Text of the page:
Anybody who's ever wondered about Jell-O salads or what one food writer, Sylvia Lovegren, called "the constant drumbeat of marshmallows throughout a meal" featured in the worst American cooking, or why it is that Americans seem so content with horrible-tasting, adulterated convenience food laced with thousands of weird additives and preservatives, this book carefully and I'd even say painstakingly traces the evolution of American appetites from simple fireplace cooking to where it sat at the dawn of our awakening in the mid-1960s with Julia Child--and even beyond, because even that awakening is an outgrowth of and reaction to Domestic Science--to where we are today. But it's all done with friendly, accessible writing by someone who very clearly is comfortable with the history involved here (and with cooking itself). She highlights the many leaders of the Domestic Science movement, the creators and instructors in its cooking schools, and the committees of women who put it all into motion. And she explains exactly why these women veered from the dead-boring to the unthinkably grotesquely wacky in creating the foods they did, and why they got into bed so quickly and so thoroughly with food manufacturers. The entire direction of the movement changed once that last part happened, and Ms. Shapiro very effectively outlines just how cooks all over the country became servants to those manufacturers' increasingly-awful product offerings.
If you've been hearing about this book for a while and haven't read it yet, let me encourage you to do so. This book is entirely appropriate for any reader capable of following the information presented, probably late teens and upward. A previous knowledge of American history is not required. This is not a cookbook and does not feature recipes.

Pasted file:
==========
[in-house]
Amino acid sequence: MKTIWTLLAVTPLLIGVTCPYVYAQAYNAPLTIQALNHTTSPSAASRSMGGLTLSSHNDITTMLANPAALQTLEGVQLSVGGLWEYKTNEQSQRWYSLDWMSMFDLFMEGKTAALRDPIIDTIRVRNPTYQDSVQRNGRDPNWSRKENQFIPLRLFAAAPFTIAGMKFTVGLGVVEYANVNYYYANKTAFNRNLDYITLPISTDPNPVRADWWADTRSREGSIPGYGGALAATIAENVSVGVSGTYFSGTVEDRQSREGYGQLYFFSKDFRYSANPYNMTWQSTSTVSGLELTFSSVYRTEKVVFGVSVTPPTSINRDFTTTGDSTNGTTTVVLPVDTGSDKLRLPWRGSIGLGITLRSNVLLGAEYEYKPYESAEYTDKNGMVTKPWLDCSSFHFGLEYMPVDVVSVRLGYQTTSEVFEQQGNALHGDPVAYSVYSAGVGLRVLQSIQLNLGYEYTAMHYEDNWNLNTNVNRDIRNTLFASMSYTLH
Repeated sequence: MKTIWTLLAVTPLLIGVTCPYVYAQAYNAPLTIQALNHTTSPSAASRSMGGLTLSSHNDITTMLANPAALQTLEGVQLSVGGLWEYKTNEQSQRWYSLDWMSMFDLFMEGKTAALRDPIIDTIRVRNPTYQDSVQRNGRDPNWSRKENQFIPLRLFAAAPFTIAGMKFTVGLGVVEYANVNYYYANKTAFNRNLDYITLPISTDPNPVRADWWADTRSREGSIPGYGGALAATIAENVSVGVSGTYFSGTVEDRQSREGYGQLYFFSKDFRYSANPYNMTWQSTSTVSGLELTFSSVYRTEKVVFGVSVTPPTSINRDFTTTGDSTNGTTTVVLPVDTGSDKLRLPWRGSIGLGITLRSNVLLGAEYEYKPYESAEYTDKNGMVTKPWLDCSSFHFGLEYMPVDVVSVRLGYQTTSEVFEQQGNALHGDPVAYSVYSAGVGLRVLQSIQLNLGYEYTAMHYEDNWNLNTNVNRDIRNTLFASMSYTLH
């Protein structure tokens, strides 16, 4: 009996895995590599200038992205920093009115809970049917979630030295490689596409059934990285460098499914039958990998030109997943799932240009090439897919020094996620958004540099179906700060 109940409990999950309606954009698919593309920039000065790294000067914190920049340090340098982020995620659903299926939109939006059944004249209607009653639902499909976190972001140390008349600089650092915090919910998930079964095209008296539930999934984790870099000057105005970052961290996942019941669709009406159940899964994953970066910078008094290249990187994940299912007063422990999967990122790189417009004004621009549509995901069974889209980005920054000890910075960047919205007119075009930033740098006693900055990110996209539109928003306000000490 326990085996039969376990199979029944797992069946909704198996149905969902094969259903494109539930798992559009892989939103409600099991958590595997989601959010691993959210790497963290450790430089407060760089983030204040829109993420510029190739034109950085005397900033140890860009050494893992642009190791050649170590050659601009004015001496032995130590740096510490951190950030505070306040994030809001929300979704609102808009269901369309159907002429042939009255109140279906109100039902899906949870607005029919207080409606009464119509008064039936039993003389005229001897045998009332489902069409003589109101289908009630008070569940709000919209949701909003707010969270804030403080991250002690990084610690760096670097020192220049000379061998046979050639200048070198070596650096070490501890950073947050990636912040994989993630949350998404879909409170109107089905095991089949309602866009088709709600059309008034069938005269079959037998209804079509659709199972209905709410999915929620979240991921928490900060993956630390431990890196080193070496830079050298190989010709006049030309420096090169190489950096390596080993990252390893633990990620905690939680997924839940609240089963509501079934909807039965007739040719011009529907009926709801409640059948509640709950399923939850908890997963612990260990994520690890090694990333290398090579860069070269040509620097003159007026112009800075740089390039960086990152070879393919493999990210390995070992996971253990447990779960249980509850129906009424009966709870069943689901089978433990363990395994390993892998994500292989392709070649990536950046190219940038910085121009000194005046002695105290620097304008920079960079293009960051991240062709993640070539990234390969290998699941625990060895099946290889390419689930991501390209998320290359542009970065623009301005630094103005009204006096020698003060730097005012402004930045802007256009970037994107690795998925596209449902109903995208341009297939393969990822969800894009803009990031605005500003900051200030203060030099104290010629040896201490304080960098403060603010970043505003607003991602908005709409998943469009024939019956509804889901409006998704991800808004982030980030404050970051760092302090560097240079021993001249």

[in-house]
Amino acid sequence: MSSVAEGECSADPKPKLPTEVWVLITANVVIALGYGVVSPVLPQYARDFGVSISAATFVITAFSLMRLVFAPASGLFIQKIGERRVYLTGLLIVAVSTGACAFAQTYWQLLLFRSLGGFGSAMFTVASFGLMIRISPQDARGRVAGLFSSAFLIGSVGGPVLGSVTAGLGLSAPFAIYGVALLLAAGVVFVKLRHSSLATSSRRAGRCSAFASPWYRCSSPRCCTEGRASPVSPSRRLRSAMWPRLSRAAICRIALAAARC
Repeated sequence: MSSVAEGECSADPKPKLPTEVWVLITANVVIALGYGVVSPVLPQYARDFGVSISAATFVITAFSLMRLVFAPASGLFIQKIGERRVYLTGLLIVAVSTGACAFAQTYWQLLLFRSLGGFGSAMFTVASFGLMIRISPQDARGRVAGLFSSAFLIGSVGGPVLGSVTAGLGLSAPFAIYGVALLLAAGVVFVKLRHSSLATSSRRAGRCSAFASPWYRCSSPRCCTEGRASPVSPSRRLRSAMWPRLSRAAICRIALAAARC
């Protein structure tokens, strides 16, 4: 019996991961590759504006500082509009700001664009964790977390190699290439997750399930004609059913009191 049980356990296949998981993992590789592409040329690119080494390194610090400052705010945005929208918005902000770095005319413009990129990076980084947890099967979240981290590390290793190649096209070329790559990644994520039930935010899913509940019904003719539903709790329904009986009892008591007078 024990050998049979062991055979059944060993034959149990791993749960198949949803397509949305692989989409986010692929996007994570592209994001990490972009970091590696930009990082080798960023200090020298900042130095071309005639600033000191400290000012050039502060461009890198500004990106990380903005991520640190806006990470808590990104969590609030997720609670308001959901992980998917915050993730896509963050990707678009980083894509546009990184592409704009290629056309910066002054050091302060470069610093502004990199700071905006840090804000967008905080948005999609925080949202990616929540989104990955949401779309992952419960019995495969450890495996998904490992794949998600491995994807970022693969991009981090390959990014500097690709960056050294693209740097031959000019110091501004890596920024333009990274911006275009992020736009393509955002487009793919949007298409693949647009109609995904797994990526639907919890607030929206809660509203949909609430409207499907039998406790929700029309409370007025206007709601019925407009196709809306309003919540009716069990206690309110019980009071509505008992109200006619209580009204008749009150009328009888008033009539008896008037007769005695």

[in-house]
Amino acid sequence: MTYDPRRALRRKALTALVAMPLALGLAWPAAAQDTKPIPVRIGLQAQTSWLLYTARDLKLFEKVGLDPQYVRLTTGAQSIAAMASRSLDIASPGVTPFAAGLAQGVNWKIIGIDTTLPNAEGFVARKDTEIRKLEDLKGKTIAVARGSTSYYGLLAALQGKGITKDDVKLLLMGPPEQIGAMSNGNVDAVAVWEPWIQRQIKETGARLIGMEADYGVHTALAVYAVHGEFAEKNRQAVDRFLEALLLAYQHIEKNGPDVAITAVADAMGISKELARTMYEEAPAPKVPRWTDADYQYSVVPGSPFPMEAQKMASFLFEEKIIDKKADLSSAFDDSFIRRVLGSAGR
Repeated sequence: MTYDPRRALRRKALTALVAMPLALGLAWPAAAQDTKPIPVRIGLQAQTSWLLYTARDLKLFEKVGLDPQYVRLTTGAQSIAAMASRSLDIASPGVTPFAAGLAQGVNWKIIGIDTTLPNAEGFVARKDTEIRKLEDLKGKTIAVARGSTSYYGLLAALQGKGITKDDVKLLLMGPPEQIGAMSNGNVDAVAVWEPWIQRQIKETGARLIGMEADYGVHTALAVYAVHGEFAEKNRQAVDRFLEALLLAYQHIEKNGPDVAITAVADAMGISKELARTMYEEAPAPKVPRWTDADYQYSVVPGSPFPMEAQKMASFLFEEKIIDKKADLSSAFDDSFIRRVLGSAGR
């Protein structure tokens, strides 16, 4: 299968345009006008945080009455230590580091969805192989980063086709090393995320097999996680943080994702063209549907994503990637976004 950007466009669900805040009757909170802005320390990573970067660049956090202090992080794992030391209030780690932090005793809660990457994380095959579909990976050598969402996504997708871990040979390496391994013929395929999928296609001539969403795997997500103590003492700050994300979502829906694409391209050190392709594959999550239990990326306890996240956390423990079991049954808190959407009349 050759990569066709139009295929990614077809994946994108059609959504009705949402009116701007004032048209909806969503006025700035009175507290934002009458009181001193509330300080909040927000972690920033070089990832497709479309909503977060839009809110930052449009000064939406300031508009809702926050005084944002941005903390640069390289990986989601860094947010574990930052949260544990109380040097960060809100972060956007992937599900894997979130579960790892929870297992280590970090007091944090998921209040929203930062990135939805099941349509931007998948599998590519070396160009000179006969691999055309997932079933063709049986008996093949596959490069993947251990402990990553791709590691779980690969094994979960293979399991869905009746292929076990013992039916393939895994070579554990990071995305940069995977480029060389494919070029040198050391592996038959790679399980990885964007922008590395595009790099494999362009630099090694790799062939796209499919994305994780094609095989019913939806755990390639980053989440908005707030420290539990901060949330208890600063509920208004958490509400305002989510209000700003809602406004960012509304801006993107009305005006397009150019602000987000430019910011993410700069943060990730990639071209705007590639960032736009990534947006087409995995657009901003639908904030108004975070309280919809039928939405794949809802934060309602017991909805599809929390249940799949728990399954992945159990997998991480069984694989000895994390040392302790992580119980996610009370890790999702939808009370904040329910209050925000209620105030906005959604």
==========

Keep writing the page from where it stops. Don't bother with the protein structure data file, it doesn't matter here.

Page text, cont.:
Shapiro is both very informative and amusing about all this. Like caller the book after one of the most horrible dishes ever invented: yes, I have tasted "Perfection Salad"- my mother used to make it- and it is dreadful. Grate up raw carrots and celery and cabbage, and immerse them in lime Jello. Imagine the joy.
But- it gives a solid historical look at what the whole "Slow Food" and locavore movements are trying to counter, and how the passion for processing (to the detriment of taste and nutrition) developed.
Plus- it's great fun to read. The first time I read it, I kept buttonholing my poor husband to read him selected bits (and I mostly don't do that).
I am sorry the current price is so high; it makes this book less accessible. Still, if you are an interested cook wondering how we got to where we are with industrial food production- this is an excellent place to start- especially since it's so much fun!
also helps readers to understand the convenience food mania of the 1950s.